If you are planning to buy an apartment in Turkey, in this article you will find step-by-step instructions on doing it. These guidelines are relevant both for new and second-hand properties.

Turkish apartments generate a stable demand among foreign investors. They are affordable, the construction quality is usually very good and the process of purchase is safe and transparent. It should be rather easy for you to monitor the market and find out which type of apartment you can afford with your budget. But newbies often have questions about the procedure of signing the deal. In this article, you will find a step-by-step instruction on buying a new or second-hand apartment in Turkey.

Step 1. Decide on the Geographical Location

For those who are planning to rent their apartments out to tourists, Antalya, Alanya and Bodrum will be the most obvious choices. For long-term rentals, consider an Istanbul property for sale. Also, you might prefer Istanbul if you want to buy the apartment at an early construction stage and resell it later at a profit. In this case, opt for an area that is undergoing urban transformation. Plus, you can check the plan of metro development for the next few years. If the apartment that you buy is located close to a metro station that will open soon, its price will be likely to rise considerably.

Those investors whose budget is limited and who would like to use the apartment themselves might consider less popular areas. The infrastructure there is less developed — but the climate is warm and sunny, the prices for most goods and services are very affordable and the general atmosphere is highly welcoming. That could be, for instance, Dalyan, Didim, Bursa, Yalova, Trabzon and so on.

Step 2. Get in Touch with the Real Estate Agency

Most real estate deals in the country are processed with the help of agencies. Being a foreigner, you will need an agency not only to find you an excellent property but also to consult and accompany you throughout the deal.

Step 3. Open an Account in a Turkish Bank

First, you should go to the Tax Office and get a tax number or a potential tax number. Then, you proceed to the bank and open an account. The procedure is genuinely simple and takes minimum time. Turkish banks allow their clients to transfer funds to and from foreign banks rather effortlessly. This is their meaningful competitive edge over banking institutions in most Middle Eastern countries. When the sum on your account is enough to buy the property you chose, you can switch to the next step.

Step 4. Prepare the Documents

Make a copy of your passport and notarize it. Take biometric photographs. If you purchase the apartment without the help of a real estate agency, hire a certified translator to accompany you at the land registry office. Those who rely on the services of an agency do not need to look for a translator.

Step 5. Visit the Land Registry Office

You will need to go to the land registry office together with the owner of the apartment that you buy to issue the title deed. Plus, the employees of the office will check whether there is a mortgage on the real estate that you are planning to purchase. If there is no mortgage, you can go on with the deal. If there is a mortgage, the landlord needs to accomplish releasing procedures.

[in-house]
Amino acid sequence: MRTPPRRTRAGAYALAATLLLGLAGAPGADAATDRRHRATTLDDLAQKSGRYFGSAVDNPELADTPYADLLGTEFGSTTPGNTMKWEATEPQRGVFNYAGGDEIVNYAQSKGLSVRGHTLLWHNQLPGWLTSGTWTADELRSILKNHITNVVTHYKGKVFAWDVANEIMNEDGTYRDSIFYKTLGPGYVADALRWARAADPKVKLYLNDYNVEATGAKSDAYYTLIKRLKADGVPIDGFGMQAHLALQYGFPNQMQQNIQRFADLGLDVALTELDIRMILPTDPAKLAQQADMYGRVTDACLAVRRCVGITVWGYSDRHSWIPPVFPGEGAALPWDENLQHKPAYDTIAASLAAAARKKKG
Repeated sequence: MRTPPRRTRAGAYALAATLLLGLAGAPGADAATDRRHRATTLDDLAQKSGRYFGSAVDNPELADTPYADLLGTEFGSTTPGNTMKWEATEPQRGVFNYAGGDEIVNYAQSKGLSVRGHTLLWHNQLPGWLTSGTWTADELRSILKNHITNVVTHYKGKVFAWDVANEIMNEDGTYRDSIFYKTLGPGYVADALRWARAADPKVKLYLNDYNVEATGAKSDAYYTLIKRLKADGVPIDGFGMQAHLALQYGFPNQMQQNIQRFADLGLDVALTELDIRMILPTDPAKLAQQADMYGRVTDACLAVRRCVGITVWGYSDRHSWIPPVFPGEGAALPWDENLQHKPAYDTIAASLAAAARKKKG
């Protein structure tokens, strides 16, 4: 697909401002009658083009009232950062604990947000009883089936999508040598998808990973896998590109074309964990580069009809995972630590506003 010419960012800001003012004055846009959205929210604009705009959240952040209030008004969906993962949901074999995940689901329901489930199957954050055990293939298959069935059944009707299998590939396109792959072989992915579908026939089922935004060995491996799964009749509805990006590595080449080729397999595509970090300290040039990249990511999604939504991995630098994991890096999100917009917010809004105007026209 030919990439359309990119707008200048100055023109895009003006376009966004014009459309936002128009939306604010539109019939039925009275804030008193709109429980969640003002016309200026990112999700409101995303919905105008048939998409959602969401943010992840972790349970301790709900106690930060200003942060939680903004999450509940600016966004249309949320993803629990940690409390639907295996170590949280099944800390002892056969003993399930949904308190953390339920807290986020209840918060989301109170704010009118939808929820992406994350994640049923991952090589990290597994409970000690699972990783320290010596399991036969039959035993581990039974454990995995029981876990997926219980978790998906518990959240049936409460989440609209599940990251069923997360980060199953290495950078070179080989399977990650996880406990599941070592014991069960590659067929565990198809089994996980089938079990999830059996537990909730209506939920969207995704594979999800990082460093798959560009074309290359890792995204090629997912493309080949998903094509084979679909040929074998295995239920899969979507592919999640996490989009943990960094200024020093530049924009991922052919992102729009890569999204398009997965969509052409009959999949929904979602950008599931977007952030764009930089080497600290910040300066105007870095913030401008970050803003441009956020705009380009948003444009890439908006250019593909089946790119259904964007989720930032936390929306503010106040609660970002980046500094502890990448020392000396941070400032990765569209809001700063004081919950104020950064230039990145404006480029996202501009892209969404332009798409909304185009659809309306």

Step 6. Pay Your Fees

For issuing the title deed, you will need to pay a 1.5% fee. Its total sum is 3% of the real estate price — but the buyer and the seller share this payment.

Similarly, both sides pay the agent’s commission in equal shares. The average commission that the agents take on the Turkish market is 3-4%.

Finally, be ready to pay the floating capital fee. Its average price falls within the range from 300 to 1500 Turkish liras.

The total amount of fees that you should pay in Turkey is much lower than what you would need to pay in Europe. When purchasing an apartment of the same size and characteristics in Italy or France, you might need to pay 10-20% of its price in fees.

Step 7. Get to Know About the Taxes

You will need to pay the tax for the property if you owe it on January 1 of the current year. This tax equals 0.1%-0.3% of the notional value of the property per year. It is higher in metropolitan cities and lower in remote rural areas. You can pay it either online or in cash in the council office. Depending on the municipality, property owners pay this tax either once or twice per year. The deadline for the payment also differs from one municipality to another.

The above-mentioned notional value is different from the declared value. The latter is the same as the purchase price. The former is typically lower and it is calculated by the local council.

If the former owner failed to pay the tax, it stays with the property — which means you will need to pay it. To protect yourself from liability for other people’s debts, you can include a corresponding clause in the sales contract.

If you are planning to relocate to Turkey for good and you buy an apartment that is smaller than 200 square meters, you might be exempt from the property tax — but only if it is your only property. Besides, there are exemptions for pensioners, widows and disabled people.

Those who buy a villa in Turkey pay around $1000 per year in taxes. This is equal to the tax that you would need to pay for an apartment in a European metropolitan city.


This was the general outline of the process of purchasing an apartment in Turkey. Your real estate agent will answer your further questions and accompany you at all the stages of the buying process. The prices for properties in Turkey are growing every year, so the earlier you get one, the more you gain. The choice of apartments in the country is stunning and it will not take you long to find what you want.